Have you ever traveled 11 200 km? Perhaps you have.
But, have you ever traveled 11 200 km… on a bike?
That is what local woman, Naomi Devine, has been training towards since the idea first came to her last December. Having devoted her life to the topic of Sustainability, Devine’s passion has now manifested into a rather intense journey — one which consists of the Vancouverite riding her bike from Vancouver all the way to Rio De Janeiro in Brazil to attend the Rio+2- United Nations Conference on Sustainable Development. Along the way, she will be collecting stories and creating a documentary to “unspool a new narrative around how we all might create a better world.”
Before she left, I was quite fortunate to be able to speak to Naomi regarding her mighty endeavour.
First off, how excited are you for Rio?
Very excited! As it gets closer, you know, I get a little bit more nervous too as it’s turning into a reality quite quickly. I’m really excited because I’m already getting messages from people– they’re excited by this or they’re inspired by the journey in of itself. They’re giving me the messages that I was looking for like what kind of future they want to create or see so it’s pretty full on [laughs] It’s going to require a lot from me but I think now is the time and I think I’m ready for a challenge of this size.
As mentioned on your blog, “the furthest you have ridden a bicycle in one stint is 120 kilometers,” This excursion is about 93x longer in distance! How have you physically and mentally prepared yourself for the upcoming challenge?
I’m somebody who regularly works out to begin with so when I came to Vancouver at the beginning of January, I decided to go to Crossfit Vancouver for general fitness and then I’ve been cycling each day as well.
I think you have to break it down to one day at a time. So I’ll start off going shorter distances as I build up to what it needs to be. It’s something I’ll have to manage as part of the challenge as I go along the way but I also LOVE being on my bike. I really love cycling and I love cycling long distances. I used to ride a minimum of 200 hours a week.
Also on your blog, you explained your reasons for riding 2 Rio, saying, “I would become an influential storyteller who helped paint a picture of how we get the society we want. One that is just and sustainable”. So I’m asking you, what does just and sustainable society look like to you?
I think it’s a notion of a quality of life that everybody would like to enjoy. It’s making sure that there’s affordable housing for everybody, that the jobs we create are jobs that are here for the long term and they’re not part of boom and bust cycles. It’s where we are actually in touch with growing our own food, that we protect the natural area around us as much as possible. We think wiser, in a more integrated fashion– taking into consideration the environmental, the social, and the economic perspective in the decisions we’re making instead of just the financial multiplying. It’s really about fairness for all– Canada’s inequality gap is rising pretty much faster than anywhere else and we can’t have such disparities. We’re a wealthy nation; we should be able to share effectively of what we have so that everybody has the opportunity to prosper.
In weaving your personal narrative into the fabric of the global village, what impression do you hope to leave on those that you meet on your journey?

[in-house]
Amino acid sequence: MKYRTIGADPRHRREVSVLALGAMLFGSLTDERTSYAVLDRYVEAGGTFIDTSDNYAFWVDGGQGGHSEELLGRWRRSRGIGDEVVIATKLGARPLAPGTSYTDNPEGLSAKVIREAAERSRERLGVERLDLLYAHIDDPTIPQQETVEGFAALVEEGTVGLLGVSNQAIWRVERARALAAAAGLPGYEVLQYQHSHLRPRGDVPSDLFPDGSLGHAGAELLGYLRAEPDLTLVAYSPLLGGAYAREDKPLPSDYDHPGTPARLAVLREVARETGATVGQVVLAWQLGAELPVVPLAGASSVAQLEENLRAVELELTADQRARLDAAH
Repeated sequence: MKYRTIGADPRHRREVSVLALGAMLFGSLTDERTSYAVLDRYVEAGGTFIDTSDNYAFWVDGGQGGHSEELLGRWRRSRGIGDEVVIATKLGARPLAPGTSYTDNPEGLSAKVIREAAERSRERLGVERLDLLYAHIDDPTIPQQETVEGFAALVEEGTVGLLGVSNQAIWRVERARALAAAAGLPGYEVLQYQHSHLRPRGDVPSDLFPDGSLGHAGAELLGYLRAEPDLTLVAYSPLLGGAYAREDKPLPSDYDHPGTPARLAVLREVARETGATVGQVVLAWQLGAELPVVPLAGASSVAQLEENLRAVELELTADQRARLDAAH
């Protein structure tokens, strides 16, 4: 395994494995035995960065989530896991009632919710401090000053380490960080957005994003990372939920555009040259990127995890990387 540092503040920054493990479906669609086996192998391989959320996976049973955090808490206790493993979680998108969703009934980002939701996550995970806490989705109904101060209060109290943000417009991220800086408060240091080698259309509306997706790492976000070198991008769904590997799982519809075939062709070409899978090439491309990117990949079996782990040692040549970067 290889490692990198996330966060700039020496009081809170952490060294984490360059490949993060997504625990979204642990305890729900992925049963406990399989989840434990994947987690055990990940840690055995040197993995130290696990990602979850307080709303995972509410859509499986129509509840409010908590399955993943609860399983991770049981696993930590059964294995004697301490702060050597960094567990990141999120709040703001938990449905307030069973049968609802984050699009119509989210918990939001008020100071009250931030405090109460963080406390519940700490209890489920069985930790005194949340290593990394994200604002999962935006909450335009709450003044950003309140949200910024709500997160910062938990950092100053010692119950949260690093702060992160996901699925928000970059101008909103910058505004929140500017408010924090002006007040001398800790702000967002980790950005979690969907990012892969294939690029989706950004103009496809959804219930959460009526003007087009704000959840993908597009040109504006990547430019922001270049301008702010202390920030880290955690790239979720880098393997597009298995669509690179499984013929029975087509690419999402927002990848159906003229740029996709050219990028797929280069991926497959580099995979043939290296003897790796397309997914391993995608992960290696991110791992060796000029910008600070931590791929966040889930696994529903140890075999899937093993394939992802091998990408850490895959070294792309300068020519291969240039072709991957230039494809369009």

I’m not an Olympian, you know, I’m a regular person whose decided to take this on and there’s people who do things like this that train for longer, prepare for longer but also generally they’re just looking at the physical adventure alongside of things. I hope the story that ‘I’m a regular person’ comes through. I think there’s an appeal to that, that instead of being seen as a special or outsider person doing something like this.
And what are three hopes you have for the challenge?
I hope the message gets out that sustainable development matters and we start to change the way we talk about that. Where people go, ‘I see myself as part of that story. That it’s just not something environmentalists do but it’s what I want for my children and their children.’ I hope to not have many bike breakdowns along the way. And I really hope to record as many stories that I can that I think will inspire– focusing on people that are doing this stuff (sustainable living) and decided that this is the way to go– key lessons that I hope I can shine a light on.
I wish you all the best on this grand adventure! I have one last question for you, how were you able to muster up the confidence in accepting something as grand scale as this? What was the determining factor that led you to do this?
Certainly my desire to be more adventurous. And I think living in Whistler at the time where people do epic things like this, was a really great space to be in that helped me start to consider this.
I met Ray Zahab in Whistler. He founded Impossible 2 Possible, an organization that takes youth on expeditions and teaches them that they can go beyond their perceived limits. He’s an ultra-marathoner; didn’t start till his mid thirties, he used to be a-pack-a-day smoker, and he’d never considered himself somebody as athletic or adventurous as he’s become. So when I heard his story, I thought, what am I waiting for?
You’ve only got one life and at some point, you start to get really serious about what it is you’d like to do or who you’d like to be. Ray’s story was a catalyst for me. I knew I wanted to combine the adventure I would go on with my passion, and with Rio coming up, this just seemed like an ample opportunity to do something out of the box, to do something that is totally going to push my boundary beyond anything I can ever imagine. I want to know that I can rise to the challenge. If I’m going to make a good contribution, doing something for people to take a look at, hopefully this will encourage them to take their big leap.